What happens when there is almost unlimited choice? When everything becomes available to everyone? And when the combined value of the millions of items that only sell in small quantities equals or even exceeds the value of a handful of best sellers?
In this groundbreaking audiobook, Chris Anderson shows that the future of business does not lie in hits ¿ the high-volume end of a traditional demand curve ¿ but in what used to be regarded as misses: the endlessly long tail of that same curve. As our world is transformed by the Internet and the near infinite choice it offers consumers, so traditional business models are being overturned and new truths revealed about what consumers want and how they want to get it.
Chris Anderson first explored the Long Tail in an article in Wired magazine that has become one of the most influential business essays of our time. Now he takes a closer look at the new economics of the Internet age, showing where business is going and exploring the huge opportunities that exist: for new producers, new e-tailers, and new tastemakers. He demonstrates how long-tail economics apply to industries ranging from the toy business to advertising to kitchen appliances. He sets down the rules for operating in a long-tail economy. And he provides a glimpse of a future that's already arriving.
Unabridged and featuring a special conversation with the author.
©2006 Chris Anderson; (P)Random House
"Anderson's insights with the long tail influence Google's strategic thinking in a profound way." (Eric Schmidt, CEO, Google)
"A terrifically impressive analysis. It captured the forces underlying this business perfectly." (Jeff Bezos, CEO, Amazon)
"Christopher Nissley's reading style fits the content; he's clipped and staccato, like Anderson's writing." (AudioFile)
This is a really important read for anyone in or thinking about business in the 21st century. The key points here are put across very clearly: the internet allows businesses to carry a virtually unlimited range of things and supply them to a virtually unlimited range of niche markets.
That the future belongs to the 'aggregators' (the Amazons carrying their unlimited stock) and the 'connectors' (the Googles connecting demand with supply) is likely. However, for my money, Anderson makes a fundamental mistake. He includes the producer as the third group to benefit from the 'long tail'. In the post 'hit' world that Anderson proposes, the new, democratised, individual producer will benefit. The problem is, he won't - and the examples that Anderson cites of creative individuals exploiting the 'long tail' are everything but. They are, in fact, examples of individuals who have used viral and guerrilla tactics to work their way into, guess what? The mainstream. In order to, guess what? Sell lots of albums or win mainstream TV air-time. In short, to achieve 'hit' status.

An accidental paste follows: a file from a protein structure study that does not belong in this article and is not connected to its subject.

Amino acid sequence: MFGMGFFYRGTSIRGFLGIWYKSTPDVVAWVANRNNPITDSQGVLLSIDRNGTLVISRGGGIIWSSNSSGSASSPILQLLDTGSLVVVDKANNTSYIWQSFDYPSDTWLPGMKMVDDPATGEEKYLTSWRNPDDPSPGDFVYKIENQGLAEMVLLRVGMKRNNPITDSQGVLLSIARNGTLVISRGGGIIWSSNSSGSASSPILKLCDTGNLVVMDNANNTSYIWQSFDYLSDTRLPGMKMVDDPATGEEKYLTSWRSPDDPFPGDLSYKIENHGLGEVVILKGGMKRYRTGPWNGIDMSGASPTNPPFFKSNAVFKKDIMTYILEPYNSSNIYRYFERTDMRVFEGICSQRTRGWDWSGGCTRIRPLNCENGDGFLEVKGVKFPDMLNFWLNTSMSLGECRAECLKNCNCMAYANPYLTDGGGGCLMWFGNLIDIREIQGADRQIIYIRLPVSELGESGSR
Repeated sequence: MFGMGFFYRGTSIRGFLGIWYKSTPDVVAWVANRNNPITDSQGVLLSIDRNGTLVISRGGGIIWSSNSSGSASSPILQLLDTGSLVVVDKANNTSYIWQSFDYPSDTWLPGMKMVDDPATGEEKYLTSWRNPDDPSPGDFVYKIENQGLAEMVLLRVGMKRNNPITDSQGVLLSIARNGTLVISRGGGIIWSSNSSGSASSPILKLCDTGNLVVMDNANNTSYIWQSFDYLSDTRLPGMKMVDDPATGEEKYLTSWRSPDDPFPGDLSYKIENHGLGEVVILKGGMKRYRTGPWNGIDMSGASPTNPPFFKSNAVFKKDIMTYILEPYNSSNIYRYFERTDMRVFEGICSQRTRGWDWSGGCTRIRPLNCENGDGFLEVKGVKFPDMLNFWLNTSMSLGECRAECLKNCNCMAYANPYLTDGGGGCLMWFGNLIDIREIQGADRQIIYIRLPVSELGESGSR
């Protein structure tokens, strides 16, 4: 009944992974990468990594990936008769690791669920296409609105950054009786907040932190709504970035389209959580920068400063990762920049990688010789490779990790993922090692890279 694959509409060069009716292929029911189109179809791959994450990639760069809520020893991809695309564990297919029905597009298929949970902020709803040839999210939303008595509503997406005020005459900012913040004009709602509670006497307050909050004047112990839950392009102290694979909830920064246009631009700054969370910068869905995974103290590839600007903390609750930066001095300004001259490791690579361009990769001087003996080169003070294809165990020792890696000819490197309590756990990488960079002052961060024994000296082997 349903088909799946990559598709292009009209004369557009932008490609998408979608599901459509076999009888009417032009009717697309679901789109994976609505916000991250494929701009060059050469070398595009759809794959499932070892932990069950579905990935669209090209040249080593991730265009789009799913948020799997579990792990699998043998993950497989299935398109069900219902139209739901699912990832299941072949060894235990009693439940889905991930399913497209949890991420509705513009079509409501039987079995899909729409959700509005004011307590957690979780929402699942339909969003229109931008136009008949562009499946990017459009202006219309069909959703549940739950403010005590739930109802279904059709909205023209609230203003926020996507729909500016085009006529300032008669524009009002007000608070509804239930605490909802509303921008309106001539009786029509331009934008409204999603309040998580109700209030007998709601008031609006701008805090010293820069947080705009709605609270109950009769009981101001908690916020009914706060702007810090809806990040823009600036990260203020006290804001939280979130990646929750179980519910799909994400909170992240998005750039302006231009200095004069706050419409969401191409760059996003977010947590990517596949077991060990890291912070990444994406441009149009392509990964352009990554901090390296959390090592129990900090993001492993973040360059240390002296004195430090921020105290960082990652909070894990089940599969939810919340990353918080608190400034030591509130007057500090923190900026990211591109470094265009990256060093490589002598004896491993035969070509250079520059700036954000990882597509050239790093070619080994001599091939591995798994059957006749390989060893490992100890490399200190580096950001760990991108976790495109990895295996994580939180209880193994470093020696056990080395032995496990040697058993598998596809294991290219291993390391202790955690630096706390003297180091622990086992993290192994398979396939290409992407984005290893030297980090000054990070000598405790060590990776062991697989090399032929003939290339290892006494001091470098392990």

This for me is the weakness of this book. The 'Long Tail' perpetuates the 'consumer as producer' myth that keeps millions of hopeful individual producers creating the content that is already making the billions for the aggregators and the connectors.
I spent the first couple of chapters wondering if the author had anything much to say: he seemed to state his central thesis in about two paragraphs of the introduction! But this first impression was misleading - what just seems a rather obvious observation at first (that online stores can stock more stuff) gradually works up into a more complex and powerful argument that a significant fraction of our economy is altering. About half way through I found I was seeing long-tails and the economics of abundance everywhere I looked!
Only draw back is the mild and polished American voice which reads the text - I found this tended to have a soporific effect and I often had to replay sections which I 'tuned out' of inadvertently.
The main point raised in this book is certainly interesting, but as I was listening to this I think I counted the author repeating this insight and explanation 13 times, each in a more laboured fashion than the last. The first third of the book really annoyed me, and I was about to stop listening.... but after reading the review from David (from Cambridge) I stuck with it and was delighted to be taken through some more interesting engaging content.
Overall, probably worth a read but it would be better to skip the early sections once you've heard his main point a couple of times.
Really enjoyed this - an original point of view which turns the idea of market leadership on it's head. Fits in nicely with the concept that customised experiences are the future.
Love Wired magazine, then this style and the up to date examples will really appeal.
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